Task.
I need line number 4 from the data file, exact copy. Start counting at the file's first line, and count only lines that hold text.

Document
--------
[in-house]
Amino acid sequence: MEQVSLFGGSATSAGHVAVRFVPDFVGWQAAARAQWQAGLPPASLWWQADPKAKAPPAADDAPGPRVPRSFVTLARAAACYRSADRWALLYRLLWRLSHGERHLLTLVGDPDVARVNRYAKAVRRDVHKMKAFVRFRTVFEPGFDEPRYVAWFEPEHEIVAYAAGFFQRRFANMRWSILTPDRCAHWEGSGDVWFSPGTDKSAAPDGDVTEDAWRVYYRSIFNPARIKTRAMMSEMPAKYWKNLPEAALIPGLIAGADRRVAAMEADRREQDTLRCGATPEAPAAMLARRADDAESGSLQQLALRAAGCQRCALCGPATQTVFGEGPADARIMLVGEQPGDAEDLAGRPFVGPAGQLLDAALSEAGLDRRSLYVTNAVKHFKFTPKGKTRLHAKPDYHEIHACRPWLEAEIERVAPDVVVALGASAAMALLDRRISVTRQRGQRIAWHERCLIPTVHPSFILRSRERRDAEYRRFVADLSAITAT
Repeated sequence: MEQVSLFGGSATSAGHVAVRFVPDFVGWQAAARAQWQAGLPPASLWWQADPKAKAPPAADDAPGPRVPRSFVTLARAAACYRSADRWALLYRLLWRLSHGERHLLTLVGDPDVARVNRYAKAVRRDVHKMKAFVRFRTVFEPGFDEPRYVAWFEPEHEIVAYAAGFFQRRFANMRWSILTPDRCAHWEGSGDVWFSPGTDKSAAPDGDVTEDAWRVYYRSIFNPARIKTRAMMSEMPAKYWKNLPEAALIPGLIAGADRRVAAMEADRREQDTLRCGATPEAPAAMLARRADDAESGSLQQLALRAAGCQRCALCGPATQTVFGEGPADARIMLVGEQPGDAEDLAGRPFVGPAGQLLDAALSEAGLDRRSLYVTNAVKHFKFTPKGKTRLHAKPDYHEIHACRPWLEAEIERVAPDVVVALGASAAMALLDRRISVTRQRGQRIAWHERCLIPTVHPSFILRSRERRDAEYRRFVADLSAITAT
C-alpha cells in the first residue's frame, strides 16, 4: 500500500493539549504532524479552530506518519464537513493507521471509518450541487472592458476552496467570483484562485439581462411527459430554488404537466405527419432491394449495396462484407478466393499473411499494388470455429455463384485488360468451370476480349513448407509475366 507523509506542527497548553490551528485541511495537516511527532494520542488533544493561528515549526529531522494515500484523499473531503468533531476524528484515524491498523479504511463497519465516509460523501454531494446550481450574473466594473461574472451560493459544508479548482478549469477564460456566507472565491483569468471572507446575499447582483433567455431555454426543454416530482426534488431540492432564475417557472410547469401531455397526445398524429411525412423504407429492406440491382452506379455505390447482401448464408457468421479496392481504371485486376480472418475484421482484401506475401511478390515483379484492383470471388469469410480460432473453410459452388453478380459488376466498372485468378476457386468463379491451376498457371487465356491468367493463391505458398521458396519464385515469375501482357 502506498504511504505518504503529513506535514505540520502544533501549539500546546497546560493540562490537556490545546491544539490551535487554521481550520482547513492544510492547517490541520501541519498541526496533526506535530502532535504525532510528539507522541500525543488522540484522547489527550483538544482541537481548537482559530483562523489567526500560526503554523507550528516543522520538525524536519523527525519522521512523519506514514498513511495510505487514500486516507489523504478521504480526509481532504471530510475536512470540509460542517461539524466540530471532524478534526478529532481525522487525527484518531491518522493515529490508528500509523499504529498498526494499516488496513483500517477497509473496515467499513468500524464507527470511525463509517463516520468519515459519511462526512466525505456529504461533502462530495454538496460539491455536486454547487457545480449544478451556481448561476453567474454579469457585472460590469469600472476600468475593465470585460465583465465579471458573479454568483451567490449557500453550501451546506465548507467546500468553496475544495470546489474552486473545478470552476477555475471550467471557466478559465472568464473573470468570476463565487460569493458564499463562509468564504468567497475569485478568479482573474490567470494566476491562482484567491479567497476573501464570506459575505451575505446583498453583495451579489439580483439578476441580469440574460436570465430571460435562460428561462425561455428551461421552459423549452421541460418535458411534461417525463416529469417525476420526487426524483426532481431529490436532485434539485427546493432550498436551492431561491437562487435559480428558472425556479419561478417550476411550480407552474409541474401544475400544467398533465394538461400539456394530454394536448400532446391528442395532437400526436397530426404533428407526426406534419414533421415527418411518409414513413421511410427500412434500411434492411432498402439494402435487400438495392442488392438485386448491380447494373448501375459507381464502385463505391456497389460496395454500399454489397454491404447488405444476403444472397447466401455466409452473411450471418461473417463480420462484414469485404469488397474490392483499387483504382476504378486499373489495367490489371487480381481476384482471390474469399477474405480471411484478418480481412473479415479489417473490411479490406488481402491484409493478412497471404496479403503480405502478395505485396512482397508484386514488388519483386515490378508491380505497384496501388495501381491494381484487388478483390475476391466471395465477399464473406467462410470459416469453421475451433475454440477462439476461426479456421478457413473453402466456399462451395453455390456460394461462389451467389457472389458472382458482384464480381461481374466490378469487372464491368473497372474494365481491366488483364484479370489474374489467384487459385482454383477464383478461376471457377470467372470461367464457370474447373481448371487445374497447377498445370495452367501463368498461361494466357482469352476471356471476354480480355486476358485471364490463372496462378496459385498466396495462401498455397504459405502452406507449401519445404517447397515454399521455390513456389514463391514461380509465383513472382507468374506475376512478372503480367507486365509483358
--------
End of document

C-alpha cells in the first residue's frame, strides 16, 4: 500500500493539549504532524479552530506518519464537513493507521471509518450541487472592458476552496467570483484562485439581462411527459430554488404537466405527419432491394449495396462484407478466393499473411499494388470455429455463384485488360468451370476480349513448407509475366 507523509506542527497548553490551528485541511495537516511527532494520542488533544493561528515549526529531522494515500484523499473531503468533531476524528484515524491498523479504511463497519465516509460523501454531494446550481450574473466594473461574472451560493459544508479548482478549469477564460456566507472565491483569468471572507446575499447582483433567455431555454426543454416530482426534488431540492432564475417557472410547469401531455397526445398524429411525412423504407429492406440491382452506379455505390447482401448464408457468421479496392481504371485486376480472418475484421482484401506475401511478390515483379484492383470471388469469410480460432473453410459452388453478380459488376466498372485468378476457386468463379491451376498457371487465356491468367493463391505458398521458396519464385515469375501482357 502506498504511504505518504503529513506535514505540520502544533501549539500546546497546560493540562490537556490545546491544539490551535487554521481550520482547513492544510492547517490541520501541519498541526496533526506535530502532535504525532510528539507522541500525543488522540484522547489527550483538544482541537481548537482559530483562523489567526500560526503554523507550528516543522520538525524536519523527525519522521512523519506514514498513511495510505487514500486516507489523504478521504480526509481532504471530510475536512470540509460542517461539524466540530471532524478534526478529532481525522487525527484518531491518522493515529490508528500509523499504529498498526494499516488496513483500517477497509473496515467499513468500524464507527470511525463509517463516520468519515459519511462526512466525505456529504461533502462530495454538496460539491455536486454547487457545480449544478451556481448561476453567474454579469457585472460590469469600472476600468475593465470585460465583465465579471458573479454568483451567490449557500453550501451546506465548507467546500468553496475544495470546489474552486473545478470552476477555475471550467471557466478559465472568464473573470468570476463565487460569493458564499463562509468564504468567497475569485478568479482573474490567470494566476491562482484567491479567497476573501464570506459575505451575505446583498453583495451579489439580483439578476441580469440574460436570465430571460435562460428561462425561455428551461421552459423549452421541460418535458411534461417525463416529469417525476420526487426524483426532481431529490436532485434539485427546493432550498436551492431561491437562487435559480428558472425556479419561478417550476411550480407552474409541474401544475400544467398533465394538461400539456394530454394536448400532446391528442395532437400526436397530426404533428407526426406534419414533421415527418411518409414513413421511410427500412434500411434492411432498402439494402435487400438495392442488392438485386448491380447494373448501375459507381464502385463505391456497389460496395454500399454489397454491404447488405444476403444472397447466401455466409452473411450471418461473417463480420462484414469485404469488397474490392483499387483504382476504378486499373489495367490489371487480381481476384482471390474469399477474405480471411484478418480481412473479415479489417473490411479490406488481402491484409493478412497471404496479403503480405502478395505485396512482397508484386514488388519483386515490378508491380505497384496501388495501381491494381484487388478483390475476391466471395465477399464473406467462410470459416469453421475451433475454440477462439476461426479456421478457413473453402466456399462451395453455390456460394461462389451467389457472389458472382458482384464480381461481374466490378469487372464491368473497372474494365481491366488483364484479370489474374489467384487459385482454383477464383478461376471457377470467372470461367464457370474447373481448371487445374497447377498445370495452367501463368498461361494466357482469352476471356471476354480480355486476358485471364490463372496462378496459385498466396495462401498455397504459405502452406507449401519445404517447397515454399521455390513456389514463391514461380509465383513472382507468374506475376512478372503480367507486365509483358